I heard the story once about a couple that had a great marriage for many years. They were asked, “what do you think helps you all have such a great marriage?” Without hesitation, the husband said, “We take two vacations a year. I go in the spring and she goes in the fall!”
Marriage is hard because it is made up of two selfish people often seeking their own desires which are in conflict with the desires of their spouse. Encouraging one another in the pursuit of holiness often requires calling out sin in our lives. Nowhere is this more difficult than in the marriage relationship. That’s probably why we tend to avoid these discussions or handle them poorly when we do engage.
Regardless of the difficulty, God has given us the blessings of marriage in order to show forth an example of His relationship with the church. He has given us the responsibility of helping one another grow in Christlikeness, specifically husbands in Ephesians 5. The call to grow together in holiness is not one that we can brush off lightly and it is one that must be approached with great care.
Below are just a few reminders from Scripture to guide us as we engage with one another in this journey toward spiritual holiness.
For the sharpener:
Be willing to speak up.
If your brother sins against you, go and tell him his fault, between you and him alone. If he listens to you, you have gained your brother. (ESV)
When we see sin rearing its ugly head in our spouse, it is our duty, not only as spouses but as fellow believers to engage one another in order to reconcile our relationship but more importantly their relationship with God. God has not called us to silence, but rather to action.
Be Biblical in your confrontation.
Brothers, if anyone is caught in any transgression, you who are spiritual should restore him in a spirit of gentleness. Keep watch on yourself, lest you too be tempted. (ESV)
First, make sure what you are confronting your spouse is actual sin and not just something that you don’t like. As we evaluate what needs to be addressed, we must guard against pursuing our personal comfort by leaning solely on the Word and what God calls sin (transgression in the above passage).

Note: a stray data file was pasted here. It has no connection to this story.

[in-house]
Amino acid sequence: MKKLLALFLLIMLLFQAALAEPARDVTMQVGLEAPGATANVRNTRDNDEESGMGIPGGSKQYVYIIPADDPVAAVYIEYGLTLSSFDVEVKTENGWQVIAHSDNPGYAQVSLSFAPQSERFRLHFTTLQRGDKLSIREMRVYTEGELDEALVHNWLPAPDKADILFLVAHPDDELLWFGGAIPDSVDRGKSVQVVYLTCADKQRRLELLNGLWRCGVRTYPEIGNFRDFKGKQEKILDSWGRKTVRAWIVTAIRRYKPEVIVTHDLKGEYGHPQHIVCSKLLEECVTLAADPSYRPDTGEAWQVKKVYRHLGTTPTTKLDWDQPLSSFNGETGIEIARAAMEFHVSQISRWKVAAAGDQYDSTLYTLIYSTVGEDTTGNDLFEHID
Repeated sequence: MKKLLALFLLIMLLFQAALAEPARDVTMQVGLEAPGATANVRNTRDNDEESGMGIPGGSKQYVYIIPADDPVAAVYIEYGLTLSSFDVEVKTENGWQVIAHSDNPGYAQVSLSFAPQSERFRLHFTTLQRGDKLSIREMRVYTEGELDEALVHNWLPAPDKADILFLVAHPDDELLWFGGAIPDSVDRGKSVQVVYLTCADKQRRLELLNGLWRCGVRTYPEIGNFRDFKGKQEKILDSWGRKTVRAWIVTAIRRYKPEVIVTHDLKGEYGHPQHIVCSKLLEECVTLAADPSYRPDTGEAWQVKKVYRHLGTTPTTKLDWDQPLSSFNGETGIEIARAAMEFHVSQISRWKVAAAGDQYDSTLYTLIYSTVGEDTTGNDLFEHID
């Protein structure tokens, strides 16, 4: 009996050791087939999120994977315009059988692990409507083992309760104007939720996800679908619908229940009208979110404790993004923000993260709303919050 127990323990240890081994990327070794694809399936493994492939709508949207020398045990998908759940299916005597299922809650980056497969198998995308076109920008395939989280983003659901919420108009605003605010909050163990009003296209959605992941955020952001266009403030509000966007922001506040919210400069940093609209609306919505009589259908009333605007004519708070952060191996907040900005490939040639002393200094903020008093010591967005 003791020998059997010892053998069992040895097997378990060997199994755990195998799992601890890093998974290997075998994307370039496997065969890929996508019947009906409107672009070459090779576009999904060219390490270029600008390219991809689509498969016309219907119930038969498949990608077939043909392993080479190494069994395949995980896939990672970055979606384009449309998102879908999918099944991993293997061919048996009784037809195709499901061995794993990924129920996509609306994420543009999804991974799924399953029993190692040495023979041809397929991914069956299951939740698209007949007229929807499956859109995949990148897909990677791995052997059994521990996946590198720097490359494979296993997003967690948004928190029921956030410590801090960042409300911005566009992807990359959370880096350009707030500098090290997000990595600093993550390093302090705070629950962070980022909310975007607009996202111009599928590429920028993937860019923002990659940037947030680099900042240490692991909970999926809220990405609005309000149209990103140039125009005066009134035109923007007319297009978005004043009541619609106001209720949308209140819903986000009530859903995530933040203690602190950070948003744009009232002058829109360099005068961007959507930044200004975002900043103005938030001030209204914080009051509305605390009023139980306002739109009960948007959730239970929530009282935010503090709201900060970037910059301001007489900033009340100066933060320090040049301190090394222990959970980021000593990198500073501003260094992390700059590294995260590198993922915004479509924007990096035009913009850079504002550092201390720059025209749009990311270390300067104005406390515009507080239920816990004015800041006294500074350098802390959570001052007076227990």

Second, confront with an attitude of humility and care (gentleness), not judgment and piety. It’s easy for us to look down our nose when others sin as if we were not once dead as well. The one who rebukes gently and humbly has a greater chance at a successful resolution.
Be praying for your spouse.
Therefore, confess your sins to one another and pray for one another, that you may be healed. The prayer of a righteous person has great power as it is working. (ESV)
How often we forget this vital step. We think that we can push our mates to change through constant nagging or confrontation when in reality, it is the Holy Spirit Who changes us.
For the sharpened:
Be open to confrontation.
Whoever heeds instruction is on the path to life, but he who rejects reproof leads others astray. (ESV)
There are many passages we could turn to about listening to instruction. However, this one I think has a huge impact on the marriage relationship, notably the negative response. “He who rejects reproof leads others astray.”
When we are not open to hearing about our faults and desire to change, we can lead our spouses and potentially our whole family down a path of horrible consequences, simply because we are not willing to listen.
Be honest about where you are spiritually.
If we say we have no sin, we deceive ourselves, and the truth is not in us. If we confess our sins, he is faithful and just to forgive us our sins and to cleanse us from all unrighteousness. If we say we have not sinned, we make him a liar, and his word is not in us. (ESV)
While I believe the verses above are dealing more in context with those who claim to be believers but are not, I think the statements made are applicable to this discussion as well. We often have a better view of ourselves and in many ways deceive ourselves into thinking we are more spiritual than we are.
We have blind spots and sins that we may not even realize in our lives. We are all sinners and as such we must be willing to look long and hard into the mirror of God’s Word as our spouse engages us in these conversations.
1 Corinthians 10:12 reminds us to guard against thinking we have it all together because it is then that we are most assured to fall, just as the many examples we see in Scripture. When your spouse engages, don’t go on the defensive, but rather join the attack on the sin in your life!
Be thankful for your spouse’s willingness to speak the truth.
Let a righteous man strike me—it is a kindness; let him rebuke me—it is oil for my head; let my head not refuse it. Yet my prayer is continually against their evil deeds. (ESV)
Here in the middle of prayer against his enemies, the Psalmist makes a clear declaration that though he hates the deeds of the wicked, he welcomes the rebuke of the righteous. Can that be said about us? Are you thankful when your spouse is willing to take the time to lovingly confront you regarding sin in your life? If so, let them know.
There are many other Scriptures regarding the importance of rebuke and how it is done. I encourage you to take the time and study them out for yourself in order to be better prepared for this awkward, yet necessary part of growing together in holiness.